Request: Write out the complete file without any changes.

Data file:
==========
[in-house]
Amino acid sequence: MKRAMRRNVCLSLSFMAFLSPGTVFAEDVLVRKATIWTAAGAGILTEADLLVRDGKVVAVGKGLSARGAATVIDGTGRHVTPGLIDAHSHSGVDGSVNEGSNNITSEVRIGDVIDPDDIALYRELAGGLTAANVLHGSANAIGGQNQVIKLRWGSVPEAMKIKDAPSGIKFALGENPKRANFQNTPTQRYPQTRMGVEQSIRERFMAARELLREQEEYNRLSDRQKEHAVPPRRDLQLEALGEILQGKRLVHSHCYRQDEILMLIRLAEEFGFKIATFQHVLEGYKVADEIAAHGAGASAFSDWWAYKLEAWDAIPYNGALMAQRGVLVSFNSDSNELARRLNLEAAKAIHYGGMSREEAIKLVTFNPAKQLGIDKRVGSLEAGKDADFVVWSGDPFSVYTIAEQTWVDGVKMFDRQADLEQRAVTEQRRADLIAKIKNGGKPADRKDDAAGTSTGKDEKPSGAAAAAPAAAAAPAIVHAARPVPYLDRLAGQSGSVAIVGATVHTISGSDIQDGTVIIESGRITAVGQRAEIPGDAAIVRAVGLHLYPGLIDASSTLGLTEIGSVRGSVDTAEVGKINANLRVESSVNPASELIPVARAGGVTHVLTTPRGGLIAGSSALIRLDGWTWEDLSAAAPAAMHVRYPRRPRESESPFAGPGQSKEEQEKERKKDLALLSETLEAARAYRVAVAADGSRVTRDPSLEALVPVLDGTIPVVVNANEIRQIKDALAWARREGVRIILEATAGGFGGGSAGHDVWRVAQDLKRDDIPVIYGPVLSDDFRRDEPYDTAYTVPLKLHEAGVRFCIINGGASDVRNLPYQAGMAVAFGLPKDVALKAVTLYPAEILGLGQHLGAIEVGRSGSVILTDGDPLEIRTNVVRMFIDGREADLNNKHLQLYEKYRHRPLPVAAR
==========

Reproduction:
[in-house]
Amino acid sequence: MKRAMRRNVCLSLSFMAFLSPGTVFAEDVLVRKATIWTAAGAGILTEADLLVRDGKVVAVGKGLSARGAATVIDGTGRHVTPGLIDAHSHSGVDGSVNEGSNNITSEVRIGDVIDPDDIALYRELAGGLTAANVLHGSANAIGGQNQVIKLRWGSVPEAMKIKDAPSGIKFALGENPKRANFQNTPTQRYPQTRMGVEQSIRERFMAARELLREQEEYNRLSDRQKEHAVPPRRDLQLEALGEILQGKRLVHSHCYRQDEILMLIRLAEEFGFKIATFQHVLEGYKVADEIAAHGAGASAFSDWWAYKLEAWDAIPYNGALMAQRGVLVSFNSDSNELARRLNLEAAKAIHYGGMSREEAIKLVTFNPAKQLGIDKRVGSLEAGKDADFVVWSGDPFSVYTIAEQTWVDGVKMFDRQADLEQRAVTEQRRADLIAKIKNGGKPADRKDDAAGTSTGKDEKPSGAAAAAPAAAAAPAIVHAARPVPYLDRLAGQSGSVAIVGATVHTISGSDIQDGTVIIESGRITAVGQRAEIPGDAAIVRAVGLHLYPGLIDASSTLGLTEIGSVRGSVDTAEVGKINANLRVESSVNPASELIPVARAGGVTHVLTTPRGGLIAGSSALIRLDGWTWEDLSAAAPAAMHVRYPRRPRESESPFAGPGQSKEEQEKERKKDLALLSETLEAARAYRVAVAADGSRVTRDPSLEALVPVLDGTIPVVVNANEIRQIKDALAWARREGVRIILEATAGGFGGGSAGHDVWRVAQDLKRDDIPVIYGPVLSDDFRRDEPYDTAYTVPLKLHEAGVRFCIINGGASDVRNLPYQAGMAVAFGLPKDVALKAVTLYPAEILGLGQHLGAIEVGRSGSVILTDGDPLEIRTNVVRMFIDGREADLNNKHLQLYEKYRHRPLPVAAR